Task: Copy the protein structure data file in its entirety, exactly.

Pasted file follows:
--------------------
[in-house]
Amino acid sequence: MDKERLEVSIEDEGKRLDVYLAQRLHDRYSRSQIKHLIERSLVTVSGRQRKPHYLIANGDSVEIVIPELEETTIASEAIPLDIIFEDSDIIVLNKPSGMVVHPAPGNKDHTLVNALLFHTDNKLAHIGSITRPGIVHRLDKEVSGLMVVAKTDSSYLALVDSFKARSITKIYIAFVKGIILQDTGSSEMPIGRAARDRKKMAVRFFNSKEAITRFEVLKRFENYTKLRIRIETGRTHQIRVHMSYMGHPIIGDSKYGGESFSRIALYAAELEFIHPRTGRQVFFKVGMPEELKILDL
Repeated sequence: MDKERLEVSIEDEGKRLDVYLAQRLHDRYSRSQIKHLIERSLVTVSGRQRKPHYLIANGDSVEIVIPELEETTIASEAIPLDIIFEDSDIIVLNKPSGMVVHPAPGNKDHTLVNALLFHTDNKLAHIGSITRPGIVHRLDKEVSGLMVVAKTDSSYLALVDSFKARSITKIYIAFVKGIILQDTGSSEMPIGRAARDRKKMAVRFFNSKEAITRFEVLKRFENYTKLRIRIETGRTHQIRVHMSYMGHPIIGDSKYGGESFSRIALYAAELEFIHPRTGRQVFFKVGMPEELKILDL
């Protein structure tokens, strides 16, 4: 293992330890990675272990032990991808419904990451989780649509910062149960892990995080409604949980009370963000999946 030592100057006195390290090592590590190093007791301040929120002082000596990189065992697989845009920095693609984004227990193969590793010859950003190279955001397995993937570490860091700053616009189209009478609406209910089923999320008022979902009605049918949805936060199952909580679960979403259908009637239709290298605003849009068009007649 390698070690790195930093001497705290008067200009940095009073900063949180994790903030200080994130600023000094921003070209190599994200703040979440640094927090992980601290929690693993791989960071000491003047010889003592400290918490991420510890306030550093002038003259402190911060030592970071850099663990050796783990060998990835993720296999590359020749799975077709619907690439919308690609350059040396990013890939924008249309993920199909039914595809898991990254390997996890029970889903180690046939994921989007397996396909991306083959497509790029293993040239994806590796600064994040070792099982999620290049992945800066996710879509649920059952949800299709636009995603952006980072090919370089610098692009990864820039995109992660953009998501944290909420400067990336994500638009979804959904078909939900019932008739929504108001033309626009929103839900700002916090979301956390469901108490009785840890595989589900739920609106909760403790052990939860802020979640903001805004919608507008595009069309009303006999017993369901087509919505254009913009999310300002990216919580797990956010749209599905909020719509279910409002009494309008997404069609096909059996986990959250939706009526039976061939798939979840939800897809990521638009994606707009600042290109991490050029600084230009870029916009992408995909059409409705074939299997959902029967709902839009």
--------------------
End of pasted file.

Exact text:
[in-house]
Amino acid sequence: MDKERLEVSIEDEGKRLDVYLAQRLHDRYSRSQIKHLIERSLVTVSGRQRKPHYLIANGDSVEIVIPELEETTIASEAIPLDIIFEDSDIIVLNKPSGMVVHPAPGNKDHTLVNALLFHTDNKLAHIGSITRPGIVHRLDKEVSGLMVVAKTDSSYLALVDSFKARSITKIYIAFVKGIILQDTGSSEMPIGRAARDRKKMAVRFFNSKEAITRFEVLKRFENYTKLRIRIETGRTHQIRVHMSYMGHPIIGDSKYGGESFSRIALYAAELEFIHPRTGRQVFFKVGMPEELKILDL
Repeated sequence: MDKERLEVSIEDEGKRLDVYLAQRLHDRYSRSQIKHLIERSLVTVSGRQRKPHYLIANGDSVEIVIPELEETTIASEAIPLDIIFEDSDIIVLNKPSGMVVHPAPGNKDHTLVNALLFHTDNKLAHIGSITRPGIVHRLDKEVSGLMVVAKTDSSYLALVDSFKARSITKIYIAFVKGIILQDTGSSEMPIGRAARDRKKMAVRFFNSKEAITRFEVLKRFENYTKLRIRIETGRTHQIRVHMSYMGHPIIGDSKYGGESFSRIALYAAELEFIHPRTGRQVFFKVGMPEELKILDL
């Protein structure tokens, strides 16, 4: 293992330890990675272990032990991808419904990451989780649509910062149960892990995080409604949980009370963000999946 030592100057006195390290090592590590190093007791301040929120002082000596990189065992697989845009920095693609984004227990193969590793010859950003190279955001397995993937570490860091700053616009189209009478609406209910089923999320008022979902009605049918949805936060199952909580679960979403259908009637239709290298605003849009068009007649 390698070690790195930093001497705290008067200009940095009073900063949180994790903030200080994130600023000094921003070209190599994200703040979440640094927090992980601290929690693993791989960071000491003047010889003592400290918490991420510890306030550093002038003259402190911060030592970071850099663990050796783990060998990835993720296999590359020749799975077709619907690439919308690609350059040396990013890939924008249309993920199909039914595809898991990254390997996890029970889903180690046939994921989007397996396909991306083959497509790029293993040239994806590796600064994040070792099982999620290049992945800066996710879509649920059952949800299709636009995603952006980072090919370089610098692009990864820039995109992660953009998501944290909420400067990336994500638009979804959904078909939900019932008739929504108001033309626009929103839900700002916090979301956390469901108490009785840890595989589900739920609106909760403790052990939860802020979640903001805004919608507008595009069309009303006999017993369901087509919505254009913009999310300002990216919580797990956010749209599905909020719509279910409002009494309008997404069609096909059996986990959250939706009526039976061939798939979840939800897809990521638009994606707009600042290109991490050029600084230009870029916009992408995909059409409705074939299997959902029967709902839009």